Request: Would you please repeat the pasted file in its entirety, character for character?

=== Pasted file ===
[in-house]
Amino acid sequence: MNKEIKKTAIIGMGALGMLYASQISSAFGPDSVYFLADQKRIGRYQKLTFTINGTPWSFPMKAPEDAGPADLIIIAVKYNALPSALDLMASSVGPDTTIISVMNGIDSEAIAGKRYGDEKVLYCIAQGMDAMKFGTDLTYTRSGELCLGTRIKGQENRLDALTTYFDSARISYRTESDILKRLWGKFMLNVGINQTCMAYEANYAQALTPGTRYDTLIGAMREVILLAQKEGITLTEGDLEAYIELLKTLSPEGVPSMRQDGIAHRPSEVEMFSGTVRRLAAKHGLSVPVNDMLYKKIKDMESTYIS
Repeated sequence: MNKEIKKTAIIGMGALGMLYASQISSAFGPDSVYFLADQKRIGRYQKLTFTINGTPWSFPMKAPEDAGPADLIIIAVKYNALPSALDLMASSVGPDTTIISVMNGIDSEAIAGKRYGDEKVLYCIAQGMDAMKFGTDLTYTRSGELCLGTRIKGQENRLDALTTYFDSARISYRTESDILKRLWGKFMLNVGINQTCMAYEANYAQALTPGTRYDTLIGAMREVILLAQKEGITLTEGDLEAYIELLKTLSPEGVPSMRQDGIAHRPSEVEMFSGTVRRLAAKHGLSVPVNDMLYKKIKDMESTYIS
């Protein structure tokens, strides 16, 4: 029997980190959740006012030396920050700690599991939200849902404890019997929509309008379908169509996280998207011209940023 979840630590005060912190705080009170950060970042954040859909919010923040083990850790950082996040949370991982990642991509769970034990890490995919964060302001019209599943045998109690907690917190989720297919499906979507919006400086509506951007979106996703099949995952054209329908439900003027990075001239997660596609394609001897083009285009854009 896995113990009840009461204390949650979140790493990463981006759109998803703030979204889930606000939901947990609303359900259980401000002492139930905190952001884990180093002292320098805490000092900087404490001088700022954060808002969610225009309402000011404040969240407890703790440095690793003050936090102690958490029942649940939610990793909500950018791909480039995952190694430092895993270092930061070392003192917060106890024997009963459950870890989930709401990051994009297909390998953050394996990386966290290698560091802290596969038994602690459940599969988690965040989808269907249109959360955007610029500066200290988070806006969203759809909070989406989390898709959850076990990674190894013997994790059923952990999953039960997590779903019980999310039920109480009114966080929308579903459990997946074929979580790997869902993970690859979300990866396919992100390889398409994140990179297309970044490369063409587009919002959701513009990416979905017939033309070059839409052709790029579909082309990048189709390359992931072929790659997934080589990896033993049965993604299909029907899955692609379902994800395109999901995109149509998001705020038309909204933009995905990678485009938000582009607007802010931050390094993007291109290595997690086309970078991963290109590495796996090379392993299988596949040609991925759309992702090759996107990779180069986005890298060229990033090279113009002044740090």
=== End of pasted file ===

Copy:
[in-house]
Amino acid sequence: MNKEIKKTAIIGMGALGMLYASQISSAFGPDSVYFLADQKRIGRYQKLTFTINGTPWSFPMKAPEDAGPADLIIIAVKYNALPSALDLMASSVGPDTTIISVMNGIDSEAIAGKRYGDEKVLYCIAQGMDAMKFGTDLTYTRSGELCLGTRIKGQENRLDALTTYFDSARISYRTESDILKRLWGKFMLNVGINQTCMAYEANYAQALTPGTRYDTLIGAMREVILLAQKEGITLTEGDLEAYIELLKTLSPEGVPSMRQDGIAHRPSEVEMFSGTVRRLAAKHGLSVPVNDMLYKKIKDMESTYIS
Repeated sequence: MNKEIKKTAIIGMGALGMLYASQISSAFGPDSVYFLADQKRIGRYQKLTFTINGTPWSFPMKAPEDAGPADLIIIAVKYNALPSALDLMASSVGPDTTIISVMNGIDSEAIAGKRYGDEKVLYCIAQGMDAMKFGTDLTYTRSGELCLGTRIKGQENRLDALTTYFDSARISYRTESDILKRLWGKFMLNVGINQTCMAYEANYAQALTPGTRYDTLIGAMREVILLAQKEGITLTEGDLEAYIELLKTLSPEGVPSMRQDGIAHRPSEVEMFSGTVRRLAAKHGLSVPVNDMLYKKIKDMESTYIS
């Protein structure tokens, strides 16, 4: 029997980190959740006012030396920050700690599991939200849902404890019997929509309008379908169509996280998207011209940023 979840630590005060912190705080009170950060970042954040859909919010923040083990850790950082996040949370991982990642991509769970034990890490995919964060302001019209599943045998109690907690917190989720297919499906979507919006400086509506951007979106996703099949995952054209329908439900003027990075001239997660596609394609001897083009285009854009 896995113990009840009461204390949650979140790493990463981006759109998803703030979204889930606000939901947990609303359900259980401000002492139930905190952001884990180093002292320098805490000092900087404490001088700022954060808002969610225009309402000011404040969240407890703790440095690793003050936090102690958490029942649940939610990793909500950018791909480039995952190694430092895993270092930061070392003192917060106890024997009963459950870890989930709401990051994009297909390998953050394996990386966290290698560091802290596969038994602690459940599969988690965040989808269907249109959360955007610029500066200290988070806006969203759809909070989406989390898709959850076990990674190894013997994790059923952990999953039960997590779903019980999310039920109480009114966080929308579903459990997946074929979580790997869902993970690859979300990866396919992100390889398409994140990179297309970044490369063409587009919002959701513009990416979905017939033309070059839409052709790029579909082309990048189709390359992931072929790659997934080589990896033993049965993604299909029907899955692609379902994800395109999901995109149509998001705020038309909204933009995905990678485009938000582009607007802010931050390094993007291109290595997690086309970078991963290109590495796996090379392993299988596949040609991925759309992702090759996107990779180069986005890298060229990033090279113009002044740090």